Making History Anew: Feminine Melodrama in Eileen Chang's Love in a Fallen City

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Consciousness, Literature and the Arts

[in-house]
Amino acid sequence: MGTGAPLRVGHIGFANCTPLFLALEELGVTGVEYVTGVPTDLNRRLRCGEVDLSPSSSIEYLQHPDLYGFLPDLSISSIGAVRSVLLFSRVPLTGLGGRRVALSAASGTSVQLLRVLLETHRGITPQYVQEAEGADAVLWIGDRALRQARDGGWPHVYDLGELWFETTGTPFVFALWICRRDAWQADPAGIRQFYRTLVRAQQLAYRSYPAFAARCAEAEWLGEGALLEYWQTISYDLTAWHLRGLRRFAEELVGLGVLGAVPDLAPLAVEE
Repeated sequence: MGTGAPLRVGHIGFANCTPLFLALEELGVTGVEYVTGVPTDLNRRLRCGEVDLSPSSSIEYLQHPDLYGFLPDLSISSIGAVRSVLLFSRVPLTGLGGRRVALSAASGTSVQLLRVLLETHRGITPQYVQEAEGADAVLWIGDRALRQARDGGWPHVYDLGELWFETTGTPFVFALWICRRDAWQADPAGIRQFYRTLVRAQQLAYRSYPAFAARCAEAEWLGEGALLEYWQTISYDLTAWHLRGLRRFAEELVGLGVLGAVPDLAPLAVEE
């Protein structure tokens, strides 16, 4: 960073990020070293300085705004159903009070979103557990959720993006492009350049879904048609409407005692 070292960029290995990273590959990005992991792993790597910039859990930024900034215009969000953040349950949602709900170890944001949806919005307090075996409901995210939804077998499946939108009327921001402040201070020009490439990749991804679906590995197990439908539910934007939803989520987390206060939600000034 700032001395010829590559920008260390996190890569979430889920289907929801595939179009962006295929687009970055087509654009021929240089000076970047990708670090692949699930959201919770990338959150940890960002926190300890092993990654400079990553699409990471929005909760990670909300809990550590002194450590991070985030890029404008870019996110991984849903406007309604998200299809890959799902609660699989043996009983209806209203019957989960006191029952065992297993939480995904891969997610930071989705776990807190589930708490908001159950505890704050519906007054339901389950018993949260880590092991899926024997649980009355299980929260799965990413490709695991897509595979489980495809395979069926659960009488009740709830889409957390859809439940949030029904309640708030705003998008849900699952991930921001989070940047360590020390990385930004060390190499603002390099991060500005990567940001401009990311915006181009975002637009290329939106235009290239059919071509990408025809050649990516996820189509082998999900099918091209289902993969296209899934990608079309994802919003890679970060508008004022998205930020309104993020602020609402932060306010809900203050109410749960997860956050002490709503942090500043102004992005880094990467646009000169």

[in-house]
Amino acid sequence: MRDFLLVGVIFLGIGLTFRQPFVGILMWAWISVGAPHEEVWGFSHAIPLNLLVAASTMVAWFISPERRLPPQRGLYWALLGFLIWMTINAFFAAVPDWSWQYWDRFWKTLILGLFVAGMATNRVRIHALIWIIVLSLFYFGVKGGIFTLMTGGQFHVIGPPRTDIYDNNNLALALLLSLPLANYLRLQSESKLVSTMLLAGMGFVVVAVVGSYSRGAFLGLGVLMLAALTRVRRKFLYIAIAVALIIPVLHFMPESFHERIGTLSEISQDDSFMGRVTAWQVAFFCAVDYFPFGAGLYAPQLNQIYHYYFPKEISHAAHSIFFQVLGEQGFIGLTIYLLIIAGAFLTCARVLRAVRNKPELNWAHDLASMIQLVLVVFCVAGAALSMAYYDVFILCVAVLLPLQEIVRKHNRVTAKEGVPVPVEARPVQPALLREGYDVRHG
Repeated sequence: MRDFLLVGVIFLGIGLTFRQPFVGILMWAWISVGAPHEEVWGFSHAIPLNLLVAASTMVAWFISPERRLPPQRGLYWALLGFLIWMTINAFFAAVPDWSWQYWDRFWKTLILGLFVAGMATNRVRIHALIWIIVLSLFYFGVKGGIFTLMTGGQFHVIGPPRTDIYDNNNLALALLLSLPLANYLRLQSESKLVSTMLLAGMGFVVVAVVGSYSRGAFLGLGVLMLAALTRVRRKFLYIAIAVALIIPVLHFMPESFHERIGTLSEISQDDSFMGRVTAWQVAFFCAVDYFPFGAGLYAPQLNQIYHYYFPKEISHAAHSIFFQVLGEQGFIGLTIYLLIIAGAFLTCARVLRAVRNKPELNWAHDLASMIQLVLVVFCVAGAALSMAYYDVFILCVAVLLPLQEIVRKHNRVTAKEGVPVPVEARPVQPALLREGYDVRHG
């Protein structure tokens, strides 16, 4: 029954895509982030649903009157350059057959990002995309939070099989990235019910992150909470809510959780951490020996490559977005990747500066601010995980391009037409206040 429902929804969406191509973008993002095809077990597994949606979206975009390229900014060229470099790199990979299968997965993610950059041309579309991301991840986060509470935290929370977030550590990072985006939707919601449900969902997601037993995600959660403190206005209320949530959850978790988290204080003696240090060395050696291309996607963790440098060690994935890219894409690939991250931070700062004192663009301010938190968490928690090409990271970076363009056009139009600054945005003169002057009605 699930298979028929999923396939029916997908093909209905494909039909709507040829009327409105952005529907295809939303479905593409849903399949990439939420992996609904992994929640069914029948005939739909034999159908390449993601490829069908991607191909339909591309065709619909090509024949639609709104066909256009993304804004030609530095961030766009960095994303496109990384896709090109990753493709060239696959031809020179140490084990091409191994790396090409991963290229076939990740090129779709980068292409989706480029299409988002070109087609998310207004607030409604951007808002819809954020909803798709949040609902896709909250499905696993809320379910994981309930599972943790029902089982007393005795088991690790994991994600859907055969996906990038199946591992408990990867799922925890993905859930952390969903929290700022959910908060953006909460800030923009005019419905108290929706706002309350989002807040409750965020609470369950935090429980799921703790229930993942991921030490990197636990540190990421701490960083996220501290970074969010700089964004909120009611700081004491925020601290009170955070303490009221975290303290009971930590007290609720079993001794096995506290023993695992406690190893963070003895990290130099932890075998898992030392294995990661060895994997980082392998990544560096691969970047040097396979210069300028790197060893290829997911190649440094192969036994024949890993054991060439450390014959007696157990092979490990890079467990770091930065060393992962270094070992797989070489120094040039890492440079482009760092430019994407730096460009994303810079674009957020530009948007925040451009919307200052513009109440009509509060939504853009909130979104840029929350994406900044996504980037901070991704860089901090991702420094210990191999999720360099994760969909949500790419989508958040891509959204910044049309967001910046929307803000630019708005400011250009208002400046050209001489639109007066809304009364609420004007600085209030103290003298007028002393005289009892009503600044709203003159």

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This essay will explore the narrative mode of feminine melodrama in Love in a Fallen City, a novella by the Shanghainese writer Eileen Chang (1920–1995). Chang has gained international fame for her depiction of Chinese women in the tumultuous transitional period prior to the modern era, especially traditional women figures that are in stark contrast with the New Woman ideal portrayed by her contemporary writers. Born in Shanghai, Chang was a descendant of an eminent late imperial official and received western education in Hong Kong under the influence of her open-minded mother. A literary sensation at the age of twenty-five, Chang was applauded by audiences for depicting characters with an illustrative psychological depth, especially elite women or women of low social origins who strive to carve out their precarious spaces via their ventures in the marriage market. Unlike the revolutionary women depicted in many novels of the time, Chang's traditional Chinese women characters cannot do away with cultural capital and even aesthetic capital. Instead, they rely on the alliance of beauty and culture to achieve a matrimonial bond and the social recognition that comes with the marriage contract. Chang’s heroine is often such an “old-fashioned” gentry woman, who, in the historical swirl of decorum, romance, and commodity fetishism, explores a feminine consciousness overlooked by those May Fourth authors whose works were baptized with revolutionist politics.

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